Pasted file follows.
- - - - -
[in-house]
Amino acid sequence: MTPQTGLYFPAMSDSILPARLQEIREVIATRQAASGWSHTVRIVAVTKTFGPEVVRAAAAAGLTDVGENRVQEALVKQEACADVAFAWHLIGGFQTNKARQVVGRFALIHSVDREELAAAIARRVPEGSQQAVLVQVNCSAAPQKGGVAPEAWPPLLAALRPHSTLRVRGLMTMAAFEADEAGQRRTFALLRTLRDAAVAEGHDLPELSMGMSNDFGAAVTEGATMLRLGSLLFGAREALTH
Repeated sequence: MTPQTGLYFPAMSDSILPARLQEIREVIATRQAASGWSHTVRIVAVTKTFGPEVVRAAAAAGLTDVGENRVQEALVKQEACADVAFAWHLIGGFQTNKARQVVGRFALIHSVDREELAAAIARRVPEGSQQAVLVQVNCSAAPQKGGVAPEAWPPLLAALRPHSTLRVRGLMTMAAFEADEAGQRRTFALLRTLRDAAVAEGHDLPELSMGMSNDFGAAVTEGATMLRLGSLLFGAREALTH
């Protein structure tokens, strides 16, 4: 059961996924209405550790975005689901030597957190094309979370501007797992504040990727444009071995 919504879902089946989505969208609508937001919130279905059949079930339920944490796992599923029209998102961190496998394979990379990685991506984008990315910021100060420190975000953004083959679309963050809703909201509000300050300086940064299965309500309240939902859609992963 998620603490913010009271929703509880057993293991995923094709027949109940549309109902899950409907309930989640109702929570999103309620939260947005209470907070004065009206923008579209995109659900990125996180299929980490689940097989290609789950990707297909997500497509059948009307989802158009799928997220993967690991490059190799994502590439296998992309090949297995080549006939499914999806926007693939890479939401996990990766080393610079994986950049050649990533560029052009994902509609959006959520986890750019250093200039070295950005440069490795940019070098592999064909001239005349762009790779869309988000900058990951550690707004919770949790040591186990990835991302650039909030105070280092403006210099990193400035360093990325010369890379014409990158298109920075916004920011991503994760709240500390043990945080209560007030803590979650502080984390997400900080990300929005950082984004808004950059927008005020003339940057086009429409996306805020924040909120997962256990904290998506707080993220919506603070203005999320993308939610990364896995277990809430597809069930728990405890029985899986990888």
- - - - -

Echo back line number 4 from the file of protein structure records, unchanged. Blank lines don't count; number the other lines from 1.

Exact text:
């Protein structure tokens, strides 16, 4: 059961996924209405550790975005689901030597957190094309979370501007797992504040990727444009071995 919504879902089946989505969208609508937001919130279905059949079930339920944490796992599923029209998102961190496998394979990379990685991506984008990315910021100060420190975000953004083959679309963050809703909201509000300050300086940064299965309500309240939902859609992963 998620603490913010009271929703509880057993293991995923094709027949109940549309109902899950409907309930989640109702929570999103309620939260947005209470907070004065009206923008579209995109659900990125996180299929980490689940097989290609789950990707297909997500497509059948009307989802158009799928997220993967690991490059190799994502590439296998992309090949297995080549006939499914999806926007693939890479939401996990990766080393610079994986950049050649990533560029052009994902509609959006959520986890750019250093200039070295950005440069490795940019070098592999064909001239005349762009790779869309988000900058990951550690707004919770949790040591186990990835991302650039909030105070280092403006210099990193400035360093990325010369890379014409990158298109920075916004920011991503994760709240500390043990945080209560007030803590979650502080984390997400900080990300929005950082984004808004950059927008005020003339940057086009429409996306805020924040909120997962256990904290998506707080993220919506603070203005999320993308939610990364896995277990809430597809069930728990405890029985899986990888």